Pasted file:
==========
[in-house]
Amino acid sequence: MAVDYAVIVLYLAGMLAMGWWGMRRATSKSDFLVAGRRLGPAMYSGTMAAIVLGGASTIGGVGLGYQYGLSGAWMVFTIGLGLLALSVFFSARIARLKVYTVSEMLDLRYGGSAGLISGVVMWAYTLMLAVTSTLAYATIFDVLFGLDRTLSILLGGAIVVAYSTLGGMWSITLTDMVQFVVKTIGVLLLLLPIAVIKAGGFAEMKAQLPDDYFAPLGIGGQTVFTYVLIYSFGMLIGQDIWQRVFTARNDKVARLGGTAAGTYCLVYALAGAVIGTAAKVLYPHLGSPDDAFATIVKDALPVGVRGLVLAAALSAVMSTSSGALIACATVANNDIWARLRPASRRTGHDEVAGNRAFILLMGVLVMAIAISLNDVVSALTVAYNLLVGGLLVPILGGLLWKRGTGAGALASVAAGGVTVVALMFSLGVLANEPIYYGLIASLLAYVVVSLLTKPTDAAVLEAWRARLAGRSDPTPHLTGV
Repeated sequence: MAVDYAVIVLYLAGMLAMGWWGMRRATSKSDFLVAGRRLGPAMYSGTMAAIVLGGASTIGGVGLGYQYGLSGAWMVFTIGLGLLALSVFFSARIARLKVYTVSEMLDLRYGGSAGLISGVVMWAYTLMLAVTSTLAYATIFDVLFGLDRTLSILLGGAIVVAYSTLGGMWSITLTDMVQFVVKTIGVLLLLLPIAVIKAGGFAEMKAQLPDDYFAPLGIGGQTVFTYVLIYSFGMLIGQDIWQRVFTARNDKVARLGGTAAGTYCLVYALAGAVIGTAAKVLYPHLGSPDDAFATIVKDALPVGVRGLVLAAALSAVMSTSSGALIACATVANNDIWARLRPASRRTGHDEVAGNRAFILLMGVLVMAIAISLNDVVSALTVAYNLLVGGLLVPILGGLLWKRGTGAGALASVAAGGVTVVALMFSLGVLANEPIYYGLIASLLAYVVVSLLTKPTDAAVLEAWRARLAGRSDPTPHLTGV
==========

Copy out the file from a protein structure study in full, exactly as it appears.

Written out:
[in-house]
Amino acid sequence: MAVDYAVIVLYLAGMLAMGWWGMRRATSKSDFLVAGRRLGPAMYSGTMAAIVLGGASTIGGVGLGYQYGLSGAWMVFTIGLGLLALSVFFSARIARLKVYTVSEMLDLRYGGSAGLISGVVMWAYTLMLAVTSTLAYATIFDVLFGLDRTLSILLGGAIVVAYSTLGGMWSITLTDMVQFVVKTIGVLLLLLPIAVIKAGGFAEMKAQLPDDYFAPLGIGGQTVFTYVLIYSFGMLIGQDIWQRVFTARNDKVARLGGTAAGTYCLVYALAGAVIGTAAKVLYPHLGSPDDAFATIVKDALPVGVRGLVLAAALSAVMSTSSGALIACATVANNDIWARLRPASRRTGHDEVAGNRAFILLMGVLVMAIAISLNDVVSALTVAYNLLVGGLLVPILGGLLWKRGTGAGALASVAAGGVTVVALMFSLGVLANEPIYYGLIASLLAYVVVSLLTKPTDAAVLEAWRARLAGRSDPTPHLTGV
Repeated sequence: MAVDYAVIVLYLAGMLAMGWWGMRRATSKSDFLVAGRRLGPAMYSGTMAAIVLGGASTIGGVGLGYQYGLSGAWMVFTIGLGLLALSVFFSARIARLKVYTVSEMLDLRYGGSAGLISGVVMWAYTLMLAVTSTLAYATIFDVLFGLDRTLSILLGGAIVVAYSTLGGMWSITLTDMVQFVVKTIGVLLLLLPIAVIKAGGFAEMKAQLPDDYFAPLGIGGQTVFTYVLIYSFGMLIGQDIWQRVFTARNDKVARLGGTAAGTYCLVYALAGAVIGTAAKVLYPHLGSPDDAFATIVKDALPVGVRGLVLAAALSAVMSTSSGALIACATVANNDIWARLRPASRRTGHDEVAGNRAFILLMGVLVMAIAISLNDVVSALTVAYNLLVGGLLVPILGGLLWKRGTGAGALASVAAGGVTVVALMFSLGVLANEPIYYGLIASLLAYVVVSLLTKPTDAAVLEAWRARLAGRSDPTPHLTGV